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Streamlining robot motion cuts energy consumption

26 Aug 2015

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According to the result of a novel optimisation algorithm developed by researchers at Chalmers University of Technology, by reducing the acceleration of industrial robots, energy consumption can be slashed by up to 40 per cent, while retaining the given production time.

Optimisation of the robot's movements reduces acceleration and deceleration, as well as the time the robot is at a standstill since being at a standstill also consumes energy.

"We simply let the robot move slower instead of waiting for other robots and machines to catch up before carrying out the next sequence. The optimisation also determines the order in which the various operations are carried out to minimise energy consumption, without reducing the total execution time," said Bengt Lennartson, professor at Chalmers who initiated the research together with, among others, General Motors.

The optimisation never changes the robot's operation path, only the speed and sequence.

Research group at Chalmers

From left: Kristofer Bengtsson, master's student Emma Vidarsson and Bengt Lennartson in the Robotics and Automation Laboratory at Chalmers University of Technology. The research group at the department of signals and systems also includes PhD students Oskar Wigstrom and Sarmad Riazi. The optimisation tool is being developed in the EU research project Areus. Photo: Oscar Mattsson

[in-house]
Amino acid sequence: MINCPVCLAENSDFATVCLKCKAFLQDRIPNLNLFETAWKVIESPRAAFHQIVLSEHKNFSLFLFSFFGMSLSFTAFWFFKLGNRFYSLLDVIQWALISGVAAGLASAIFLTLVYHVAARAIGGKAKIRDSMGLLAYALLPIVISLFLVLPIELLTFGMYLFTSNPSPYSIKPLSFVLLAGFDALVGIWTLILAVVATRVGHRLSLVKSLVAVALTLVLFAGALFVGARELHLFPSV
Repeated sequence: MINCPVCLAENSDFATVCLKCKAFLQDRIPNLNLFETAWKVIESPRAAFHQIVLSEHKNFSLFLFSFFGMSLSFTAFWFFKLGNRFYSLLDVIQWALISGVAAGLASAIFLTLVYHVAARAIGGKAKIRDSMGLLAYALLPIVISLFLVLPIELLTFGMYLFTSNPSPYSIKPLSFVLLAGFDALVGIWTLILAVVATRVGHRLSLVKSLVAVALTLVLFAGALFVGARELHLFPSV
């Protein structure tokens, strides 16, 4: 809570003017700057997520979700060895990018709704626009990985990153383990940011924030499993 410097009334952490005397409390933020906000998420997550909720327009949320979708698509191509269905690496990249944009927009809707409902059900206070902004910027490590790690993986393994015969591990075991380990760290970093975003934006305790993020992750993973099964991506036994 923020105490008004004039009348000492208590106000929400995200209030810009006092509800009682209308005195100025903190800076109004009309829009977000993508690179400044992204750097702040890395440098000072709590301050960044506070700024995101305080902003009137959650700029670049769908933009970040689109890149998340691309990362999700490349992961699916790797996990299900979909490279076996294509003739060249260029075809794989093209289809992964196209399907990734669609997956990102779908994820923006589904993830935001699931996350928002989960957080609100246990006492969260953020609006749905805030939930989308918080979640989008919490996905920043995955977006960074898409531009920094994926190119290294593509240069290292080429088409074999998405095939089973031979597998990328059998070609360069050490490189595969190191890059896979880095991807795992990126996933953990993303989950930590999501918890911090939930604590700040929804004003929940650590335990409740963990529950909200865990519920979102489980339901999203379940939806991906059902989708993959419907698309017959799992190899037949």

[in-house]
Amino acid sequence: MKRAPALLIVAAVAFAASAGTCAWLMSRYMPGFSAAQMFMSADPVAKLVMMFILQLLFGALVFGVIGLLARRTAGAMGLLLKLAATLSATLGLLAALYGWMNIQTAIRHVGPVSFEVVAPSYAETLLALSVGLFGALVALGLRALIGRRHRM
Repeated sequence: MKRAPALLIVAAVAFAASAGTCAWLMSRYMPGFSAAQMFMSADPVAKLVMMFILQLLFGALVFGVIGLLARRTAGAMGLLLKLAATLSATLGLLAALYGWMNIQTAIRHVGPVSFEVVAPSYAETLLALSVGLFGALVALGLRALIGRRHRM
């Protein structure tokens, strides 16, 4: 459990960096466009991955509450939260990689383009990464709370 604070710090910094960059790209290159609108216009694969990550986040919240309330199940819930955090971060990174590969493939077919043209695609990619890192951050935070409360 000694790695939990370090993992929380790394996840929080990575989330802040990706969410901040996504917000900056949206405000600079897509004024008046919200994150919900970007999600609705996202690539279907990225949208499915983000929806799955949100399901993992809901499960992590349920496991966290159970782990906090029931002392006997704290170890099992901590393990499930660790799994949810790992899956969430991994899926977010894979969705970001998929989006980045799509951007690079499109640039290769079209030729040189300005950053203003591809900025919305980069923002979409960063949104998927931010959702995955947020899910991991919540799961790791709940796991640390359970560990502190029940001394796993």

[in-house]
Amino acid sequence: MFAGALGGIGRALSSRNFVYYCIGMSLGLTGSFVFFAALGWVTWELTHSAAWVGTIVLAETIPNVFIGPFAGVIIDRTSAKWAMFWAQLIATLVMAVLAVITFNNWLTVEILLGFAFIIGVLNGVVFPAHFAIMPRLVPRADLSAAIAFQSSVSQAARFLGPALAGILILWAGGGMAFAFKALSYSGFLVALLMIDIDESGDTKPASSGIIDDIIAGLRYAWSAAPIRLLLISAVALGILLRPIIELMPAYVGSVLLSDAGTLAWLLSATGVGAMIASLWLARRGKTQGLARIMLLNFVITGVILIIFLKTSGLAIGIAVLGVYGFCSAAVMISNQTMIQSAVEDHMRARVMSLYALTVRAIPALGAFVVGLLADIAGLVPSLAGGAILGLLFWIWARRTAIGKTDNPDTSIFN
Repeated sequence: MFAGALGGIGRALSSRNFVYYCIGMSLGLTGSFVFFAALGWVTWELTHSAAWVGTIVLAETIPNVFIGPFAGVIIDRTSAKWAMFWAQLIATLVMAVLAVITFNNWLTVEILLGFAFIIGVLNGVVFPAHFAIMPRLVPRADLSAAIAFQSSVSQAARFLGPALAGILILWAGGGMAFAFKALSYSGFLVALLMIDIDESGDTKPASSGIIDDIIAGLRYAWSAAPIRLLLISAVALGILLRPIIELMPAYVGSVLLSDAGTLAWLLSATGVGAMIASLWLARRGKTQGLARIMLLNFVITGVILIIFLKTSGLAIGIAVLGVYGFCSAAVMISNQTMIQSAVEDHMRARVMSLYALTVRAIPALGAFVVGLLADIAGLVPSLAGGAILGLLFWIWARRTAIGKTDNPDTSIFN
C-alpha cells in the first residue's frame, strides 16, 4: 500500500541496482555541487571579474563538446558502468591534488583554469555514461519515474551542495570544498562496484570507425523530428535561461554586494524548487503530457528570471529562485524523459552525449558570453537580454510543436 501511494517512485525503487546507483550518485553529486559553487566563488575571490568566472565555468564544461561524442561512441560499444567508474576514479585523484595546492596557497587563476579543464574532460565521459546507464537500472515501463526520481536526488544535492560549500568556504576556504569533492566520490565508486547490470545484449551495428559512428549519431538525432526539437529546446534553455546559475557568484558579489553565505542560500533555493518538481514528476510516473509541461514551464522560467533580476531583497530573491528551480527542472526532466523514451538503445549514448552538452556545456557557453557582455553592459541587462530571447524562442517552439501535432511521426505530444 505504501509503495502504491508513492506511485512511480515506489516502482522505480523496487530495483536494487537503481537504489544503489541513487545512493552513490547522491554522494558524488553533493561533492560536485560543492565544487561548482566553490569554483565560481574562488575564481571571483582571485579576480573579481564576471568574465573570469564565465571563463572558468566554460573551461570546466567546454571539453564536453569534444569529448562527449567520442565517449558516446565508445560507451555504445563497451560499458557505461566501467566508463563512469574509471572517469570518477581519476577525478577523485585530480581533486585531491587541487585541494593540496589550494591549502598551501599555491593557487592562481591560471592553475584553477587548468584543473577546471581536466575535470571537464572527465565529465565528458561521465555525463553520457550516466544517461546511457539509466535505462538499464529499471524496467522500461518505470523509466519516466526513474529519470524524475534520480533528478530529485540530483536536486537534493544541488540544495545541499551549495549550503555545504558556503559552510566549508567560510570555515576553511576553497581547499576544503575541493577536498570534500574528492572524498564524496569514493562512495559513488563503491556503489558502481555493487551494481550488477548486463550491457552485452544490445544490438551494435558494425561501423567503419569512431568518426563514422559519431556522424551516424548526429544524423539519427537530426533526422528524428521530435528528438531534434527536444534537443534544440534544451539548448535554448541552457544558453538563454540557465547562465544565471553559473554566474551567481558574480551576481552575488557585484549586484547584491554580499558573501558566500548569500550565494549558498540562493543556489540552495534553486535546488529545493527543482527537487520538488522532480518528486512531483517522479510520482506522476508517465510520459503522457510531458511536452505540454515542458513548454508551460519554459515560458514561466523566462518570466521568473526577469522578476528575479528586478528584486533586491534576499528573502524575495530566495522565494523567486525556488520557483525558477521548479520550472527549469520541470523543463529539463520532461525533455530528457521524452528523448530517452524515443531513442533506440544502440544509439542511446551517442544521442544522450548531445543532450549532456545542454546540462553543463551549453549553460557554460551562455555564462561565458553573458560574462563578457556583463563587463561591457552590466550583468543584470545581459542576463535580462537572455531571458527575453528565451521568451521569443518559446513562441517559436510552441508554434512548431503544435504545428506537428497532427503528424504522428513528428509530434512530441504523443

"Thus, we can go into an existing robot cell and perform a quick optimisation without impacting production or the current cycle," said Bengt Lennartson.

To achieve safe optimisation, several robots moving in the same area need to be coordinated. The optimisation tool will therefore initially identify where robots may collide, and the entry and exit positions for each collision zone, and for each robot path.

"The first test results have shown a significant improvement, such as a 15-40 per cent energy reduction, but the results are still preliminary. In order to estimate the actual energy savings, further testing in industry is required," noted Kristofer Bengtsson, who is responsible for the implementation of the new optimisation strategy.

In robot-intensive manufacturing industries, such as bodywork factories in the automotive industry, robots consume about half of the total energy used for production.

The optimisation programme starts by logging the movements of each robot during an operations cycle, as well as any collision zones. This information is processed by the optimiser, which generates new control instructions that can be directly executed by the robots.

"The goal is to make this kind of optimisation standard, and included in robots from the start. At each adjustment of the operating sequences, a new optimisation is conducted by default. But as we all know, it takes time to bring a development product into a robust production process, with several years of engineering work," said Kristofer Bengtsson.

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